Wilke's Mining Bee (Andrena wilkella) is not nearly as distinctive, but is common and often found in many human-modified landscapes. It is an introduced species that is associated with non-native legumes and one of the only midsummer Mining Bees (Genus Andrena).

Posted on June 11, 2021 20:26 by beeboy beeboy | 1 comment | Leave a comment

Doolittle Lake

Walked all around the lake which is about 3 miles and took about an hour and a half due to walking slowly to search for fungi. I'm not very good at spotting or identifying fungi, but I was pleasantly surprised to find more than just a few. The shallow end of the lake is where I found most of my specimens as it is in a wetland. The weather was dry, clear and about 90 degrees fahrenheit. Most of my finding where on or new trees in the woods on the embankment of the lake. This spot is a family vacation place that we love to visit when we get the chance.

Posted on June 11, 2021 20:11 by natureangel22 natureangel22 | 9 observations | 0 comments | Leave a comment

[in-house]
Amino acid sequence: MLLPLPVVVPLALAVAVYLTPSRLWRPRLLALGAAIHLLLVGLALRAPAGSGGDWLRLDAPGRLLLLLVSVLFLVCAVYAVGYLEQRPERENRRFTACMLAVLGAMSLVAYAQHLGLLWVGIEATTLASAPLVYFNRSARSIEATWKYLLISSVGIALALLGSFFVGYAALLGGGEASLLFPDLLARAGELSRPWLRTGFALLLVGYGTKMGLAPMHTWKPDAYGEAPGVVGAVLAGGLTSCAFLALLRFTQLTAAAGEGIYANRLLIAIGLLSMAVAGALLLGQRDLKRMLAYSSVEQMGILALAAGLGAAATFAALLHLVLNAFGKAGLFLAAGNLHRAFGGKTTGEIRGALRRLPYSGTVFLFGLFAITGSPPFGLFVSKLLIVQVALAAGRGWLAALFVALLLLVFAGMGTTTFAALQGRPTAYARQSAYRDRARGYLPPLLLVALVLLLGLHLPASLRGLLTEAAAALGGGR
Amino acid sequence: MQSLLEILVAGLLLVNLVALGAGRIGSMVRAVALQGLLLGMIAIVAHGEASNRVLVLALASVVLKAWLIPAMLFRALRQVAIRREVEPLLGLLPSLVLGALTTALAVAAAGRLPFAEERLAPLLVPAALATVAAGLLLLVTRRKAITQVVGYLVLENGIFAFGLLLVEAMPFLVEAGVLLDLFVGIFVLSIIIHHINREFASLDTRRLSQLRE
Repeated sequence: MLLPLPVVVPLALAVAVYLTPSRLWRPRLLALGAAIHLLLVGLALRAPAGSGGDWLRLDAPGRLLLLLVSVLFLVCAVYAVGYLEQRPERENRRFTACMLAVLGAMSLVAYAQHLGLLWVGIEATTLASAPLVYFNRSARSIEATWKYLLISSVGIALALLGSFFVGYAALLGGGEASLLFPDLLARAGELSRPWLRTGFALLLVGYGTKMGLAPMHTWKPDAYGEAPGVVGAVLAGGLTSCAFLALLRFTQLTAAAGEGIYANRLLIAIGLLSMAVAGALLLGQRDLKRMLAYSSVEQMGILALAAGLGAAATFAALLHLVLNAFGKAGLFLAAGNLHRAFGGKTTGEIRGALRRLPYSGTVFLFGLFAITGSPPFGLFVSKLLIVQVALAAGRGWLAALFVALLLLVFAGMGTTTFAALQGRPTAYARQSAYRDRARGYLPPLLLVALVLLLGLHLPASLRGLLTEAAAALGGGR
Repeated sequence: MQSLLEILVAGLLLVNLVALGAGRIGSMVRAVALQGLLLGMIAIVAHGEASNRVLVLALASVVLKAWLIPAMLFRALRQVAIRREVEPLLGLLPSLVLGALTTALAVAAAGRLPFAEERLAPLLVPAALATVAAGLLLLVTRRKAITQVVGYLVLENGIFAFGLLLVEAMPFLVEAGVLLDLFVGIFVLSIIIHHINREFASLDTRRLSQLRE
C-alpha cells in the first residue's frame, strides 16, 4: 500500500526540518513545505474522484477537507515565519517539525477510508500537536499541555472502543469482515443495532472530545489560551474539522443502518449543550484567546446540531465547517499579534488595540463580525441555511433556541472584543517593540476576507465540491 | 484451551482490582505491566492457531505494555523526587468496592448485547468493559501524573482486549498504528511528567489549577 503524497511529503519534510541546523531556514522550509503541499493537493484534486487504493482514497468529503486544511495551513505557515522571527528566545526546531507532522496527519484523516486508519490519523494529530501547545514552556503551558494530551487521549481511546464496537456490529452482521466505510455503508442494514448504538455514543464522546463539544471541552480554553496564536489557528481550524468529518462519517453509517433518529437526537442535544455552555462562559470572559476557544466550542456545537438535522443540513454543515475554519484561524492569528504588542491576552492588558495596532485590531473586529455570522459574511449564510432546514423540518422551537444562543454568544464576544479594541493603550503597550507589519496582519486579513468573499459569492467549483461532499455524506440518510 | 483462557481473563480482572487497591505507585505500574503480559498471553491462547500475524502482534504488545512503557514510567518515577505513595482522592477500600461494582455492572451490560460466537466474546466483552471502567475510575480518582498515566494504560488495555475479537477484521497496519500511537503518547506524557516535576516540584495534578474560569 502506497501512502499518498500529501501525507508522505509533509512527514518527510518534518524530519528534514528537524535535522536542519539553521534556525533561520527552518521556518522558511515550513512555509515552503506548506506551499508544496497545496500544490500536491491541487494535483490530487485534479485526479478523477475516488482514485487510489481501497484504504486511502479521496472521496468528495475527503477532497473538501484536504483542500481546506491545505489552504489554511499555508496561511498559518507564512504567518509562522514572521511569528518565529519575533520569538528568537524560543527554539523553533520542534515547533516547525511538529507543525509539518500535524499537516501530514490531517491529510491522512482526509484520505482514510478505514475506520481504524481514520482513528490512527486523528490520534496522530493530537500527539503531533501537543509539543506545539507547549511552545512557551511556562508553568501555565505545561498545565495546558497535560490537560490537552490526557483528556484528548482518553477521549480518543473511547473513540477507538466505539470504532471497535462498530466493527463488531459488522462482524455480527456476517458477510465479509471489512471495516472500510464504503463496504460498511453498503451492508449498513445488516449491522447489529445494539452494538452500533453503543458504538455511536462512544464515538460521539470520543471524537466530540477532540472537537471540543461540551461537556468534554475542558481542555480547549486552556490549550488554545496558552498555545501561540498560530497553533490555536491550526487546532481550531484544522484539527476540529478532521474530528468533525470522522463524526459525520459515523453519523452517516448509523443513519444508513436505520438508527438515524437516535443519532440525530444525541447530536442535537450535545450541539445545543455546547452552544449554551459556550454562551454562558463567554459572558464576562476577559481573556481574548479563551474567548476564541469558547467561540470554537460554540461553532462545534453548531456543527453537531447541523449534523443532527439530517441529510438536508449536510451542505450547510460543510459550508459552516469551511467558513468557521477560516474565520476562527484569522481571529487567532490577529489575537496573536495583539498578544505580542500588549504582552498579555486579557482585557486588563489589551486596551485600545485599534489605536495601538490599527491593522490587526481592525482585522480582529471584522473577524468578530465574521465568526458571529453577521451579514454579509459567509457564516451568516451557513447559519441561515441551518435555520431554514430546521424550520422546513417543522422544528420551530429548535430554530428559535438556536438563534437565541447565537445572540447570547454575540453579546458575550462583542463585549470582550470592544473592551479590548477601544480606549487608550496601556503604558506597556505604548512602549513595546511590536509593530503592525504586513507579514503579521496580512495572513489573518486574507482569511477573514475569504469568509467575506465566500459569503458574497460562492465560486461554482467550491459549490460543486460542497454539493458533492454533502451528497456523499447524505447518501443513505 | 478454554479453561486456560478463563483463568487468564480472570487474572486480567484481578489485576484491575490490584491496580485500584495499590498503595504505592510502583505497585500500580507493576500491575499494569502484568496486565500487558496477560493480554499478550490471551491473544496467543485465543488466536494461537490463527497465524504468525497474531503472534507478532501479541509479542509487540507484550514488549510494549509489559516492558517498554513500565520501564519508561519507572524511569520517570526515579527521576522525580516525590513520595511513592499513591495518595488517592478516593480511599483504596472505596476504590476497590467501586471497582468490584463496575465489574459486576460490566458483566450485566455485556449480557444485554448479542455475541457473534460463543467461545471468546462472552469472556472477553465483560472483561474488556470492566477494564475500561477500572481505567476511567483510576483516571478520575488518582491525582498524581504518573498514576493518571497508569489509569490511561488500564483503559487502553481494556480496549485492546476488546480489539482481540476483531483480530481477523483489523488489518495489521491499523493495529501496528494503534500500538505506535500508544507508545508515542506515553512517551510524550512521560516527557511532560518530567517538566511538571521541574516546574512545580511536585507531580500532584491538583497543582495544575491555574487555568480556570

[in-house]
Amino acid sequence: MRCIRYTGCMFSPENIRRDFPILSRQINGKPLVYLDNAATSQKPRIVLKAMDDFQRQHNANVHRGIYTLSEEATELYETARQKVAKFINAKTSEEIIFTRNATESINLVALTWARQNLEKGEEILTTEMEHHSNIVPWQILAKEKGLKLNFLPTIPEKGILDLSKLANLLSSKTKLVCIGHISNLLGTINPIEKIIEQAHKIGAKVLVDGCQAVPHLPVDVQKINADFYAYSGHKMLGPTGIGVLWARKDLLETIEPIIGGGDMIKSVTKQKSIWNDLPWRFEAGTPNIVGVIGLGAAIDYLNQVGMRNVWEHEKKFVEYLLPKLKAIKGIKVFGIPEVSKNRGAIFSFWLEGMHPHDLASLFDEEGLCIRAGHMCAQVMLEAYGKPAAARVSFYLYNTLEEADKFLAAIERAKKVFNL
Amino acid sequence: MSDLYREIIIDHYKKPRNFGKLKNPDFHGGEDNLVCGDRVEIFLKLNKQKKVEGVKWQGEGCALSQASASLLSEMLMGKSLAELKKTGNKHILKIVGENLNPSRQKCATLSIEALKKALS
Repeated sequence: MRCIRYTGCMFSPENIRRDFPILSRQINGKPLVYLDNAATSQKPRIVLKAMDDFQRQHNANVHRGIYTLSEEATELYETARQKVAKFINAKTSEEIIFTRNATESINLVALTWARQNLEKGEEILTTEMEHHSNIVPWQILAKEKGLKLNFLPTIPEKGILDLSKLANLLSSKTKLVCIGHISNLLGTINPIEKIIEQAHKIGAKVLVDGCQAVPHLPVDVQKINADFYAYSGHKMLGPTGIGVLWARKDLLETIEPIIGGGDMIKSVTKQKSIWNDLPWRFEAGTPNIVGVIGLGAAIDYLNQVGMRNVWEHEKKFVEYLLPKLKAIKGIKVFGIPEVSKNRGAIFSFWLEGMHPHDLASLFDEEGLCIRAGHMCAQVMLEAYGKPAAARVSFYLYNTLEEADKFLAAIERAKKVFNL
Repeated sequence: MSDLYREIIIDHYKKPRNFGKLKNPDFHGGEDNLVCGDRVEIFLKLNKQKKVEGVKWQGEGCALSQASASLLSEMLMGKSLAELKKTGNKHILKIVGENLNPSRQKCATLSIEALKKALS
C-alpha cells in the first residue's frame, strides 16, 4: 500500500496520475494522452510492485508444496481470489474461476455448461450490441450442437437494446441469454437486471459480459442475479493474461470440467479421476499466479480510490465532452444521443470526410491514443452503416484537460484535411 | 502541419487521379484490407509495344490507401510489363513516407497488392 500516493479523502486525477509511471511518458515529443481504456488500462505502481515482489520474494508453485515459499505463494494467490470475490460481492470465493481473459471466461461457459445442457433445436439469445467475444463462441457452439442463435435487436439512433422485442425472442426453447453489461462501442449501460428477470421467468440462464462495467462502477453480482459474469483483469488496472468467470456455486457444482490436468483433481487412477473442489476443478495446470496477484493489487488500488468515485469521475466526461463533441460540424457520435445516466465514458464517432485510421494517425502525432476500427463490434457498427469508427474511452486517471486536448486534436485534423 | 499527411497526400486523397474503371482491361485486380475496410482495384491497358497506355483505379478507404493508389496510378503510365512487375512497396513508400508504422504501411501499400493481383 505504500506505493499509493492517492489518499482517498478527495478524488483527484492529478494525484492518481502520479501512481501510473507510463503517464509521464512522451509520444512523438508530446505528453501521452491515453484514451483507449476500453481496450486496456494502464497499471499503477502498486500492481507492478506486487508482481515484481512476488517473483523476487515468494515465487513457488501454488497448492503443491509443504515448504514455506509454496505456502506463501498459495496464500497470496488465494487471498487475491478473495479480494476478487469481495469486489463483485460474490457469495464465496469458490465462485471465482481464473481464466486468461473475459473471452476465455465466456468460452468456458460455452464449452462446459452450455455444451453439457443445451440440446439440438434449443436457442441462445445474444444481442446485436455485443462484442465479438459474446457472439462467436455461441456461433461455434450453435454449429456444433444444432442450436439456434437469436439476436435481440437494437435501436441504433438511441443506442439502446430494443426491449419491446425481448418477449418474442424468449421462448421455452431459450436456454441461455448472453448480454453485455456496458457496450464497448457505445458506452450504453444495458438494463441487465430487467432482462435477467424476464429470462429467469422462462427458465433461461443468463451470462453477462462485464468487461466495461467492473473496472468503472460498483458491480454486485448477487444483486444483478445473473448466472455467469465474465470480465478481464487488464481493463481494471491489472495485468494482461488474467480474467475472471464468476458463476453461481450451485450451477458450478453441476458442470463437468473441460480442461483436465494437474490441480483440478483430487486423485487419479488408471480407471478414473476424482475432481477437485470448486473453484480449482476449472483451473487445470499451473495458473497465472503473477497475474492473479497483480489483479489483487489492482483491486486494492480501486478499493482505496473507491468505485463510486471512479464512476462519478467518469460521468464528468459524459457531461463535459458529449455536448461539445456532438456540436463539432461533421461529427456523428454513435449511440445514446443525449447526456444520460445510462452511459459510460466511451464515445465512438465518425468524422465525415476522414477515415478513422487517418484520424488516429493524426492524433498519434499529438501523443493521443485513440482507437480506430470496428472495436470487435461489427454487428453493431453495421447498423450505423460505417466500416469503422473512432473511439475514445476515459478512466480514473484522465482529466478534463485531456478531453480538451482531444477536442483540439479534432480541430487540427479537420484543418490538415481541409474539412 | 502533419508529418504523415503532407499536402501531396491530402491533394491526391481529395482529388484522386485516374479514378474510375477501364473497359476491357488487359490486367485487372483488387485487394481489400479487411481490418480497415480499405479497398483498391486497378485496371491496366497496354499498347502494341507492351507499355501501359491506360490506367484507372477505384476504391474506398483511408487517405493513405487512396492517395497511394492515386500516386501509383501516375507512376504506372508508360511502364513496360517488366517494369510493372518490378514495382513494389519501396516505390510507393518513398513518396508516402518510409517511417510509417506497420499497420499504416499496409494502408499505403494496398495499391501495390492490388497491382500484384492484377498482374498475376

Fungi-Focused Nature Walk

I walked for about 30 minutes at a nearby state park. I mainly stayed on one walking trail that weaved through a forest and passed a few lakes and ponds. The more mushroom-looking fungi I found were near these bodies of water. There was also a strong smell of sulfur by the water, which I thought was interesting. I also saw a lot of common forest animals, like squirrels and deer. The wild turkey I added to my observations had a limp which was sad to see. But back to the fungi! Besides the mushrooms, I saw an additional organism that I had more trouble identifying. It was definitely a fungi, but it was broken up into three different pieces, maybe by an animal. I also observed lots of moss on the forest floor, and green algae in the water. It wasn’t hot out at all. It was a more cloudy day and it even started to drizzle by the end of my walk.

Posted on June 11, 2021 20:06 by kkitrick kkitrick | 7 observations | 0 comments | Leave a comment

First Butterfly Walk for 2021

11th June 2021

Yesterday Neha shared a photograph with me. Looked like some blood drops on a ber leaf. I thought she got pricked with the thron while taking the photograph, she thought it was some butterfly egg so she took picture to check with me.